Politics and the law intersect in Washington this week as the Senate holds confirmation hearings for President Bush's choice for the Supreme Court, federal appeals court Judge Samuel Alito. The president and both major political parties have a lot at stake in the Alito nomination.
Supreme Court appointments are for life and they often shape the historical legacies of the presidents who make them. It is up to the Senate to confirm Supreme Court nominees after public hearings held by the Senate Judiciary Committee.
As the committee opened hearings on Judge Alito, President Bush urged his confirmation at the White House.
"He has got the judicial temperament to make sure that the court is a body that interprets the law, and does not try to write the law."
Judge Alito has served on the federal bench for 15 years and his lengthy record of rulings and statements will be examined closely during the hearings. Conservatives are excited by his nomination, seeing it as the fulfillment of a campaign promise made by Mr. Bush to appoint conservative jurists to the high court. Most opposition Democrats say they will make a decision after the confirmation hearings.
But many liberals are alarmed by some of his past rulings and statements on abortion, civil rights, and executive power. When he was nominated by President Bush, Judge Alito said he was committed to interpreting the law without political influence.
"Our dedication, as a free and open society, to liberty and opportunity and, as it says above the entrance to the Supreme Court, equal justice under law."
Democrats vow to carefully question Judge Alito about his views on civil rights, abortion and balance of power issues involving the courts, the president and the Congress.
Patrick Leahy is the top Democrat on the Senate Judiciary Committee.
"The challenge for Judge Alito in the course of these hearings is to demonstrate that he is going to protect the rights and liberties of all Americans, and in doing that, serve as an effective check on government overreaching."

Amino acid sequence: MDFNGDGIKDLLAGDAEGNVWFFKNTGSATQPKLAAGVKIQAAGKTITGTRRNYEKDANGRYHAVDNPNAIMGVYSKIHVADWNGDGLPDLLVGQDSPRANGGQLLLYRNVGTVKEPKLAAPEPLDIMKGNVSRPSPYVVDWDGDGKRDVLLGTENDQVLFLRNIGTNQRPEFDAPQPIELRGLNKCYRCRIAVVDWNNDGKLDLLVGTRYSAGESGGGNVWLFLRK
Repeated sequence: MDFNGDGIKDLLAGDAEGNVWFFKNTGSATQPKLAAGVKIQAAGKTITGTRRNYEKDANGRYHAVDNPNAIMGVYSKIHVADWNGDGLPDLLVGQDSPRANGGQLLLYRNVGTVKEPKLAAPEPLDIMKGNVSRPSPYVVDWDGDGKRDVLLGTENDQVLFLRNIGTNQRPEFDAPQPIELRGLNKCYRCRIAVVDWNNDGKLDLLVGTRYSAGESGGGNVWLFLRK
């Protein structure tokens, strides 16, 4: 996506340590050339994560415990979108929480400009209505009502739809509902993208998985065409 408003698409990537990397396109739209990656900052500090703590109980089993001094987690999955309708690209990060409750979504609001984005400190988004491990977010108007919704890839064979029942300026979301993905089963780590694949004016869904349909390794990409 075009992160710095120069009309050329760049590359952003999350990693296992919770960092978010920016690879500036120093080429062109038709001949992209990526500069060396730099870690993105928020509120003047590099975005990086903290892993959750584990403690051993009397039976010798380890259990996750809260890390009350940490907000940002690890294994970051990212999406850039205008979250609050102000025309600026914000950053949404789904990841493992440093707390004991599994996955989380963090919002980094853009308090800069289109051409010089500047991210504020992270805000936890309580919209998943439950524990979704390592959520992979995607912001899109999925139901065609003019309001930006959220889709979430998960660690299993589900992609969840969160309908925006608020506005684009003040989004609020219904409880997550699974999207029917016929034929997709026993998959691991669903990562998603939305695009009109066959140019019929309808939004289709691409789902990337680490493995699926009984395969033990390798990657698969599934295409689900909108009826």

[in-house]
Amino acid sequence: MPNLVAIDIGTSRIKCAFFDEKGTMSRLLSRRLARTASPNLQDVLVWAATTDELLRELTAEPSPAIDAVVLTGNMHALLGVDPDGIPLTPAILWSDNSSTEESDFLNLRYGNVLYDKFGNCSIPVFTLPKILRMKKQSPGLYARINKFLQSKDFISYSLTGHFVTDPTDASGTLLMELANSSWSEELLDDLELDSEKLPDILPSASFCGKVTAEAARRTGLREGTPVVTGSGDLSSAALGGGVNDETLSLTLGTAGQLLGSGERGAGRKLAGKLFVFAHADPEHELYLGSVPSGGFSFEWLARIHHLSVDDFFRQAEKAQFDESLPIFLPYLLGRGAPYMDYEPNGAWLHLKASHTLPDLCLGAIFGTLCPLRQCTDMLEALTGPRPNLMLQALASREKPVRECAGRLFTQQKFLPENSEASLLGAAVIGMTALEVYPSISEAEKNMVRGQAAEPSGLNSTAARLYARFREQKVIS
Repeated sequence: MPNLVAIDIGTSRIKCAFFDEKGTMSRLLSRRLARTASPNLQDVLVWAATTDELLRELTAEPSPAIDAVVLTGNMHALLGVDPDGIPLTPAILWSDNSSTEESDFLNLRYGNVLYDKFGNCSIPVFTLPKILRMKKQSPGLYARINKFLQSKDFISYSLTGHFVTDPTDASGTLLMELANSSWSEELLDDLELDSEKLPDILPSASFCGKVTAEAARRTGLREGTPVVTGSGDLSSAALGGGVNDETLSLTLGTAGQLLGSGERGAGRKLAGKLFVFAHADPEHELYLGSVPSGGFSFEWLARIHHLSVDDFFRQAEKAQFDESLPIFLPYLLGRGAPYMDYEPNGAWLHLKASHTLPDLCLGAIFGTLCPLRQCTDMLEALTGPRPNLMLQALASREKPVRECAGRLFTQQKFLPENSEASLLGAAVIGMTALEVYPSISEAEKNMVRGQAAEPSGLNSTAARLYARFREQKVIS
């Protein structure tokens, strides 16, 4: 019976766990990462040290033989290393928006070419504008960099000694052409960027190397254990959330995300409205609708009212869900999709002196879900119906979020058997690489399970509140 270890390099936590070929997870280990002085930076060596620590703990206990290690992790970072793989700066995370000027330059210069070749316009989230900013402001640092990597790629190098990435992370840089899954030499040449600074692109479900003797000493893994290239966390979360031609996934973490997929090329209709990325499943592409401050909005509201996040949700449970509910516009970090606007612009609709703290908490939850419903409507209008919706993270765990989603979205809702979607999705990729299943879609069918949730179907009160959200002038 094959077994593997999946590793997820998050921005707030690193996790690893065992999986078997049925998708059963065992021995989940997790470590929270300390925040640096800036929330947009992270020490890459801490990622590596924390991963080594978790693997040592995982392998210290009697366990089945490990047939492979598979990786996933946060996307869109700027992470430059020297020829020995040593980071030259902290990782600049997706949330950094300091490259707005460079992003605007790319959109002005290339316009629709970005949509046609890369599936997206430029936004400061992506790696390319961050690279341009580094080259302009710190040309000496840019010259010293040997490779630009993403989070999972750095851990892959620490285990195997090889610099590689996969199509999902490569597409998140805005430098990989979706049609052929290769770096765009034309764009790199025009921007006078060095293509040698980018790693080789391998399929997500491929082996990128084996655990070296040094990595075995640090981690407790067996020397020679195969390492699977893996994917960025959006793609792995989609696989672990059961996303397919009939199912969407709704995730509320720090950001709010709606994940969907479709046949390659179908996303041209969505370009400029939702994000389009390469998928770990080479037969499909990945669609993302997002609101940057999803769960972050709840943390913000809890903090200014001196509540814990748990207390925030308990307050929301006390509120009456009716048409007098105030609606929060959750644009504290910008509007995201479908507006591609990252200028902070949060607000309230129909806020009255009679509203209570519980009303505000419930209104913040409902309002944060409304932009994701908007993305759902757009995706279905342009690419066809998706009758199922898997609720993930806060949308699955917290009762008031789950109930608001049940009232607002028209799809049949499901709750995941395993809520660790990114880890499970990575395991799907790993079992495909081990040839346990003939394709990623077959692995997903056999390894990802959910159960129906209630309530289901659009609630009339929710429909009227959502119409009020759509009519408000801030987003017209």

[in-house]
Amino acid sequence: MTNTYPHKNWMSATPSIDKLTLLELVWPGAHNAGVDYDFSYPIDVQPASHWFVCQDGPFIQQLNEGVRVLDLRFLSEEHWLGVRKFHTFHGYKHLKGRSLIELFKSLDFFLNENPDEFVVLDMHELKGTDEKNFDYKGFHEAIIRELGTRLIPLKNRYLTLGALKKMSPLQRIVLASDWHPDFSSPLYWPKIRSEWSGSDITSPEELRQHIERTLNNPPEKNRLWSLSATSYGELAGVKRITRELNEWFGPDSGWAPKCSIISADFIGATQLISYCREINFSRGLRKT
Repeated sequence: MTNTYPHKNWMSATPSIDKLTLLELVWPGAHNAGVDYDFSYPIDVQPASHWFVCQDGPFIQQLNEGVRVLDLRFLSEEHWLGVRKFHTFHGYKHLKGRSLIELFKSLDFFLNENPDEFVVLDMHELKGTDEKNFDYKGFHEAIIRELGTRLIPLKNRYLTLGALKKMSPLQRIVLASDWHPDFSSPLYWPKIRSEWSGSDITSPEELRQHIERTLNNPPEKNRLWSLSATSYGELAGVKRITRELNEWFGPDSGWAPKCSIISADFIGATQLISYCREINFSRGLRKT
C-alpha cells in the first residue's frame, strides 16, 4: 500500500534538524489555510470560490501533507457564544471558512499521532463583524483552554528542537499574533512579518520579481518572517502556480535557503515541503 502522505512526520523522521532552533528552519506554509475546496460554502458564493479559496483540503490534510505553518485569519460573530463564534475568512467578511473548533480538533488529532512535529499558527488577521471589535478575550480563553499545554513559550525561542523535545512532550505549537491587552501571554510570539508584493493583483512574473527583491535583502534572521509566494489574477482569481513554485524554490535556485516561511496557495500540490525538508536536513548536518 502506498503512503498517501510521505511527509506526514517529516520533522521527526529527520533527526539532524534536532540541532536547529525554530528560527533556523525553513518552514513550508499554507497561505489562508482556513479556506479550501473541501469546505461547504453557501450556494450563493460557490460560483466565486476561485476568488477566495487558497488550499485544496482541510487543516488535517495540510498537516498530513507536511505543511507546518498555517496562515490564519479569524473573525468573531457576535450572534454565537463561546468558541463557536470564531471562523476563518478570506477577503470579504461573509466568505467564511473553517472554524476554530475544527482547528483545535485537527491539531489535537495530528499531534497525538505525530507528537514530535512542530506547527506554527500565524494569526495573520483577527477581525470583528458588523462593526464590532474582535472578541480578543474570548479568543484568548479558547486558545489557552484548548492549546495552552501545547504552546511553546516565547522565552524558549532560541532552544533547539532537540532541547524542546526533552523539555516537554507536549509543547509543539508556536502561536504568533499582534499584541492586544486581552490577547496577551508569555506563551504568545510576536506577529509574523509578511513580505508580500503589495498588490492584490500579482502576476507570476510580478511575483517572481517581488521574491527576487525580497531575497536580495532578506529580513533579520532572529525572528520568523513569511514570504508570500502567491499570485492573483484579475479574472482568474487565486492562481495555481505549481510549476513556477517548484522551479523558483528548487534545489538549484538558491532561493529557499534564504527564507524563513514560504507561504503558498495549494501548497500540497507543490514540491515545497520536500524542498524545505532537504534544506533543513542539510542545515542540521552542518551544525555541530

If confirmed, Judge Alito would be President Bush's second appointment to the Supreme Court and could help shift the court in a more conservative direction. Conservatives were pleased with the president's first appointment, Chief Justice John Roberts, who won the votes of half of the Senate Democrats when he was confirmed last year.
Some political analysts predict it will be difficult for Judge Alito to win that many Democratic votes, though most experts still expect that he will be confirmed by the Republican-controlled Senate.
The Alito nomination is particularly significant because he would replace the court's leading moderate voice, retiring Justice Sandra Day O'Connor. Justice O'Connor has often cast the deciding vote in controversial cases that were settled in five to four decisions by the nine-member court. Justice O'Connor became the first woman on the Supreme Court when she was appointed by President Ronald Reagan in 1981.
Mary Cheh is a law professor at George Washington University in Washington, D.C.
"And Justice O'Connor, although she was appointed by President Reagan, a Republican and conservative, has supported a woman's right to an abortion, she supported affirmative action, in some cases she had been questioning the death penalty, she has tried to draw a line about the mixing of religion in governmental activities, and in all these areas, Judge Alito goes in the opposite direction."
The Alito nomination has also sparked an intense battle among interest groups both in favor and opposed to his appointment. Groups across the political spectrum are running television, radio and newspaper advertisements seeking to influence the Senate confirmation process.